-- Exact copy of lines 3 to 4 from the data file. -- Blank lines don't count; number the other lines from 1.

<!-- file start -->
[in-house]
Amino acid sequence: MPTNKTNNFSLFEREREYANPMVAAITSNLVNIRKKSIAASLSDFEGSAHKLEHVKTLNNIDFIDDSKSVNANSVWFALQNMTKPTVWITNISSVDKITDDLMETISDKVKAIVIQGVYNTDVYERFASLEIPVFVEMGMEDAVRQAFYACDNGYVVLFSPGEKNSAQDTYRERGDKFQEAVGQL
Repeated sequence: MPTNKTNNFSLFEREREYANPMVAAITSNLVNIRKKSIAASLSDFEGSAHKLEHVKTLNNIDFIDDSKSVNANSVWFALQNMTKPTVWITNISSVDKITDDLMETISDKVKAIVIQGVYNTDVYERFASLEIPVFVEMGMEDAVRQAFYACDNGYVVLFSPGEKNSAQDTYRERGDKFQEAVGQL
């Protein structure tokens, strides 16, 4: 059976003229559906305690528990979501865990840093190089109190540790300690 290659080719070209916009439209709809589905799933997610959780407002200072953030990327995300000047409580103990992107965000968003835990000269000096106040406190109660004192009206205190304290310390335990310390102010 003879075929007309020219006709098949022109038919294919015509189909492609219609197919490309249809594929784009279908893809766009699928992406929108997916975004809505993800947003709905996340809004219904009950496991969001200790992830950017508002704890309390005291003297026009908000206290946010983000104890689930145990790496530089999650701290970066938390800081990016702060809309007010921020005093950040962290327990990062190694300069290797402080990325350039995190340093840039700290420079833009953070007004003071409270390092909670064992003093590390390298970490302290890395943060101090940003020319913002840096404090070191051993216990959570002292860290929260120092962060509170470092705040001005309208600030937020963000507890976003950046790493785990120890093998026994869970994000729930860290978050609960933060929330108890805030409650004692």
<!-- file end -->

Repeated sequence: MPTNKTNNFSLFEREREYANPMVAAITSNLVNIRKKSIAASLSDFEGSAHKLEHVKTLNNIDFIDDSKSVNANSVWFALQNMTKPTVWITNISSVDKITDDLMETISDKVKAIVIQGVYNTDVYERFASLEIPVFVEMGMEDAVRQAFYACDNGYVVLFSPGEKNSAQDTYRERGDKFQEAVGQL
């Protein structure tokens, strides 16, 4: 059976003229559906305690528990979501865990840093190089109190540790300690 290659080719070209916009439209709809589905799933997610959780407002200072953030990327995300000047409580103990992107965000968003835990000269000096106040406190109660004192009206205190304290310390335990310390102010 003879075929007309020219006709098949022109038919294919015509189909492609219609197919490309249809594929784009279908893809766009699928992406929108997916975004809505993800947003709905996340809004219904009950496991969001200790992830950017508002704890309390005291003297026009908000206290946010983000104890689930145990790496530089999650701290970066938390800081990016702060809309007010921020005093950040962290327990990062190694300069290797402080990325350039995190340093840039700290420079833009953070007004003071409270390092909670064992003093590390390298970490302290890395943060101090940003020319913002840096404090070191051993216990959570002292860290929260120092962060509170470092705040001005309208600030937020963000507890976003950046790493785990120890093998026994869970994000729930860290978050609960933060929330108890805030409650004692």